Optimizing patient choice and care quality: An open-market approach to post-acute transitions

Optimizing patient choice and care quality: An open-market approach to post-acute transitions

  • Marcia Colone

    VP of Care Coordination and Transition Management

    "Aidin leverages untapped capacity in the post-acute provider space. Engaging in this open-market model has increased responsiveness from providers and allows for an even playing field."

Introduction

As the share of healthcare delivered by 30,000+ post-acute providers continues to grow, hospitals and health systems are working closely with these providers to lower the cost of care and improve outcomes.

Spending on post acute care can often account for more than 50% of an episode’s total cost of care.

Variations in post acute care quality is significant with 30% of all discharges to post acute care being readmitted

Patients are choosing the highest quality post acute providers only 20% of the time

To address this, hospitals and health systems currently employ a number of tactics to influence post acute care providers. These tactics vary in cost and effort but often do not realize their intended goals due to a number of barriers.

There is a need for disruptive innovation in the transitions of care setting as hospitals have to respond to the pressures of the healthcare landscape and better manage post acute care outcomes.

Objectives

  1. Increase transparency and accountability in post acute provider performance

  2. Empower the patient to choose a provider based on quality, not only on availability/convenience/location

  3. Add efficiency for staff in the post acute referral, choice and reservation process

  4. Improve length of stay outcomes for the hospital

Background

Vanderbilt University Medical Center (VUMC) is a 1,131 bed hospital system with a wholly-owned home health agency and  joint ventures for both inpatient  rehabilitation and home infusion.

For the time period of May 1, 2018 through April 30, 2019, Vanderbilt University Hospital placed 12,495 patients to post acute settings. The dispersion of the referrals to different post acute settings is outlined in the table below:

There is a need for disruptive innovation in the transitions For patients going to one of the above mentioned dispositions, the average length of stay was 9.75 days and the average 30 day readmission rate was 15.1%.

Vanderbilt continues to be challenged by a daily bed capacity problem which creates significant queuing in the ED because floor beds are occupied. Furthermore, the acuity of patients at VUMC coupled with their complex, psychosocial needs creates discharge barriers that are challenging to resolve which delays discharges when the patient is medically ready.of the healthcare landscape and better manage post acute care outcomes.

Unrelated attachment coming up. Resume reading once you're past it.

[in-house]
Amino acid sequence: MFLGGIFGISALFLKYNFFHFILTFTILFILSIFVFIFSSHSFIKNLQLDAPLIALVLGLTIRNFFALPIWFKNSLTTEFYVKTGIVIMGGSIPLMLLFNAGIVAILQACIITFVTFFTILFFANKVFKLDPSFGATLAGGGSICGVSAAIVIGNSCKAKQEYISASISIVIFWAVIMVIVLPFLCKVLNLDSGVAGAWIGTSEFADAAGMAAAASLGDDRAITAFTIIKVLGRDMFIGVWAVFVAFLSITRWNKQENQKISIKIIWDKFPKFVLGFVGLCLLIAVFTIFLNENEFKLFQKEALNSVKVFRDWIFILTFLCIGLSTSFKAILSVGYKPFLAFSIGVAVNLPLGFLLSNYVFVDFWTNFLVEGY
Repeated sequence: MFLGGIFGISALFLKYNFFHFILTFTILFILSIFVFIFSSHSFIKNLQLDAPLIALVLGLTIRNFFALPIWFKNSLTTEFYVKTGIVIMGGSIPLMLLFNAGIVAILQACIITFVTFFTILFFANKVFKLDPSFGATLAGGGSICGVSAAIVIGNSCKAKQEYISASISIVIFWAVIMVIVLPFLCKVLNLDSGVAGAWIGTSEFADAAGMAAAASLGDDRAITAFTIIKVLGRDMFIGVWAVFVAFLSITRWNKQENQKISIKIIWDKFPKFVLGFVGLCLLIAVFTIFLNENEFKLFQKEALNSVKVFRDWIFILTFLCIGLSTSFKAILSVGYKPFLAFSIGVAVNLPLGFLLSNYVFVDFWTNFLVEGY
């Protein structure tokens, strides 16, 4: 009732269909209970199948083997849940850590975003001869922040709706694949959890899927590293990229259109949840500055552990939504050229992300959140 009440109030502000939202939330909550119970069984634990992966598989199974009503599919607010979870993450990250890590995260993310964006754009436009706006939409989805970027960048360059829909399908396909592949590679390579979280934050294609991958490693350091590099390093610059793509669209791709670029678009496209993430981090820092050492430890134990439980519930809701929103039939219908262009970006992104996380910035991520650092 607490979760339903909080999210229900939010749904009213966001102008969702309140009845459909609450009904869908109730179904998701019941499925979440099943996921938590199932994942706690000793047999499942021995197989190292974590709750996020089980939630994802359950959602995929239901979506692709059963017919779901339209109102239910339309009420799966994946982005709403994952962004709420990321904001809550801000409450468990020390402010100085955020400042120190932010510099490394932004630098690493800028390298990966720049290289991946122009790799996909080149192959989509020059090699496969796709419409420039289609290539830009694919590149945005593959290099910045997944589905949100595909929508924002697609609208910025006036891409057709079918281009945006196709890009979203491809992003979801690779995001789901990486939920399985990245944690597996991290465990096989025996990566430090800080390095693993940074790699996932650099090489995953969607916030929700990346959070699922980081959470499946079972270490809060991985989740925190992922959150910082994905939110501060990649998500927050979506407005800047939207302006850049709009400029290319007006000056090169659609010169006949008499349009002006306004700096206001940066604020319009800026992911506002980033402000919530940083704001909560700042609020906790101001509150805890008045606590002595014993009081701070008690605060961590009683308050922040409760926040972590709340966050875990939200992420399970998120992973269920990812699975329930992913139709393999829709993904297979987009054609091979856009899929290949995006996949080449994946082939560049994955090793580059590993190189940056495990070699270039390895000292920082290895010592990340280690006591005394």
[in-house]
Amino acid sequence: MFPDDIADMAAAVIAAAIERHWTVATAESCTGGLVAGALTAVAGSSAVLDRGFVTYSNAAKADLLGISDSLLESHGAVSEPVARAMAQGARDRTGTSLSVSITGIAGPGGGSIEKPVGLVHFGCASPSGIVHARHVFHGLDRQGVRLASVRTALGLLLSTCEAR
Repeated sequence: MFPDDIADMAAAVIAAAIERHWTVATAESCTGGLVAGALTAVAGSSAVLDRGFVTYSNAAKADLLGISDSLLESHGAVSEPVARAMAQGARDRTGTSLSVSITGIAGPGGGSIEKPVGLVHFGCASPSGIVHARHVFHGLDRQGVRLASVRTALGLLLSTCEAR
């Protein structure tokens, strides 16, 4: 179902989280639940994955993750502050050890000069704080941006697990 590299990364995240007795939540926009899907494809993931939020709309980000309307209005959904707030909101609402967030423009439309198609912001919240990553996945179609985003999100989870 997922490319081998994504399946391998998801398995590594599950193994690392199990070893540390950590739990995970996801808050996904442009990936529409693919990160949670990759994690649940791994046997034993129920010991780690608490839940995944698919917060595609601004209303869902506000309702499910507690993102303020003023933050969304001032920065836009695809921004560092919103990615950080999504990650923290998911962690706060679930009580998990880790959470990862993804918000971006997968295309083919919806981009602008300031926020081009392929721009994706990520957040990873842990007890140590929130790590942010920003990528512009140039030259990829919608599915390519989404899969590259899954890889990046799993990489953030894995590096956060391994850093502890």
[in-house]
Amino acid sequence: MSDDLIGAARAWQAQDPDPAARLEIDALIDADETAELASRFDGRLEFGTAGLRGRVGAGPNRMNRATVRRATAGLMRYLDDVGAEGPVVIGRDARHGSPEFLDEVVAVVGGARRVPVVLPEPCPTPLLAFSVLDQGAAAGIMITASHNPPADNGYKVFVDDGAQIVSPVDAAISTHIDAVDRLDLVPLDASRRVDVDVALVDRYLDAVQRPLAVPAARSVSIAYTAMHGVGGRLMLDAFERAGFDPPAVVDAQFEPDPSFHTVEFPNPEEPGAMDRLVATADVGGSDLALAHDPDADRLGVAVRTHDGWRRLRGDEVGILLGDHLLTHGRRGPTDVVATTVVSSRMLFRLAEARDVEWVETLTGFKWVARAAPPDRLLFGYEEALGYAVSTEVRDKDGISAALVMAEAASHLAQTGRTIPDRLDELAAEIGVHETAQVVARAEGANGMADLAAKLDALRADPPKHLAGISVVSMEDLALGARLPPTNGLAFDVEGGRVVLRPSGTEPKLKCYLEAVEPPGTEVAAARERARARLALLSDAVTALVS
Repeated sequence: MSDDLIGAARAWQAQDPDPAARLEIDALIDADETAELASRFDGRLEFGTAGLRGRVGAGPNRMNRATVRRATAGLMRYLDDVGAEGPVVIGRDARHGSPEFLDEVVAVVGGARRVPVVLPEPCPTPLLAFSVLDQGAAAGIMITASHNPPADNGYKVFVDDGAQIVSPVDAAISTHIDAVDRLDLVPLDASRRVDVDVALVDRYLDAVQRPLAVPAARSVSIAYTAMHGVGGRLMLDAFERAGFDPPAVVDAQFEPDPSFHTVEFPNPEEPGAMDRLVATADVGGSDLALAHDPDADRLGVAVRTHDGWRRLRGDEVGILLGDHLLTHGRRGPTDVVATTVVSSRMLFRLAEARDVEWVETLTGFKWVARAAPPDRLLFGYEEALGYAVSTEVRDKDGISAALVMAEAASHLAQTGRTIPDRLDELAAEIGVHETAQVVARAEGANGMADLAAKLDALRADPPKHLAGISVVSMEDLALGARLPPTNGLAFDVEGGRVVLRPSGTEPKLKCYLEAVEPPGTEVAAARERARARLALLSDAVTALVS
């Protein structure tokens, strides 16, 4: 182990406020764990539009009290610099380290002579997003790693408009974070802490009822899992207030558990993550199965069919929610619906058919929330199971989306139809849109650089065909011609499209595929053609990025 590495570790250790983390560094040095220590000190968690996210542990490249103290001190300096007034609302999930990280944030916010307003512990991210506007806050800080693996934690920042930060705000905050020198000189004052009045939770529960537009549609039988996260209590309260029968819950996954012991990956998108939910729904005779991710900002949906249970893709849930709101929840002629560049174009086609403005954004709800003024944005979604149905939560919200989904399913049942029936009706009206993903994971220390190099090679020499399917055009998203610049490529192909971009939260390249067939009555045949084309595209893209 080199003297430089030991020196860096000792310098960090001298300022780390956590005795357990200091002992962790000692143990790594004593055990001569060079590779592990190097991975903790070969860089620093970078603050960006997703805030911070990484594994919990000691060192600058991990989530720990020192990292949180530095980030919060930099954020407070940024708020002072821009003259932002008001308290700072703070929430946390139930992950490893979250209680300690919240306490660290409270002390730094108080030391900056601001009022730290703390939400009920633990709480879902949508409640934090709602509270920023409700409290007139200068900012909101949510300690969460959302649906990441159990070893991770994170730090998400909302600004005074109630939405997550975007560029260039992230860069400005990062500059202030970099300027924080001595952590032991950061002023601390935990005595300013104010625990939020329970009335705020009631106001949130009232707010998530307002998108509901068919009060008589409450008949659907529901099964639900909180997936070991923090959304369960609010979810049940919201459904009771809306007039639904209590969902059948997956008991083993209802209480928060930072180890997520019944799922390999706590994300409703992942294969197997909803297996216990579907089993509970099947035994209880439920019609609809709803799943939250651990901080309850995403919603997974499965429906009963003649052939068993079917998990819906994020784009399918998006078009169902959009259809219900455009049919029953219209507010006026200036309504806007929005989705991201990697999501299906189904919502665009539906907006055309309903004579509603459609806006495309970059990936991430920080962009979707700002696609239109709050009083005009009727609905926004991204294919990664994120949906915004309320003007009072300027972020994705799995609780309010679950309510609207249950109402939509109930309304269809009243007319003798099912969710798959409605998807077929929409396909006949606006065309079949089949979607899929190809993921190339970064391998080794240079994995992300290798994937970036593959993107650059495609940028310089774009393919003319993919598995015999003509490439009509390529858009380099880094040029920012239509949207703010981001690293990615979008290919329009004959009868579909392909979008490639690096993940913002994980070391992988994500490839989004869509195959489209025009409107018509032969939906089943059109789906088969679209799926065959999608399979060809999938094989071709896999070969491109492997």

Solution design

In 2019, VUMC partnered with a leader in care transitions (Aidin) to introduce a technology based solution for post acute referrals. Key solution components highlighted below:

Process re-imagined

Provider database & open market referral

All providers, in network and out of network, indicated which referrals they want to receive. These preferences were managed in a database and continuously updated by Aidin. Staff entered the discharge date, level of care, zip code, insurance information and clinical needs of the patient into the technology platform to query the database for all providers that are possible matches. (i.e. accept the insurance, cover the service area, provide the clinical needs). Based on the list of matches, staff sent the referral to multiple providers and allowed providers to respond with acceptance or declination – this forced an ‘open’ market model for referrals where similar providers were competing to win the patient.

Provider characteristics tracked and displayed

All providers in the database had characteristics or metrics that they were tracked against (subset below). A provider’s performance against the characteristics was visible to all staff members as he/she initiated referrals.

Referral auction step introduced

Once the referral was sent to multiple providers with the ‘best’ characteristics, providers were provided a time limit within which to accept or decline a patient. For each referral, providers earned credit toward their characteristics / metrics. This empowered staff to pick providers with highest quality outcomes, encouraged providers to respond to patients referrals timely and urged  providers to improve their metrics to continue to referrals from VUMC.

Patient/family choice

After providers had submitted their availability, staff printed a choice list for the patient & family that contained information about providers that had accepted the patient. This information packet included pictures, details about the facility and metric performances of those providers (such as Medicare readmission rate). Patients and family were given time to make a decision, after which the staff reserved the bed with the provider using the technology platform.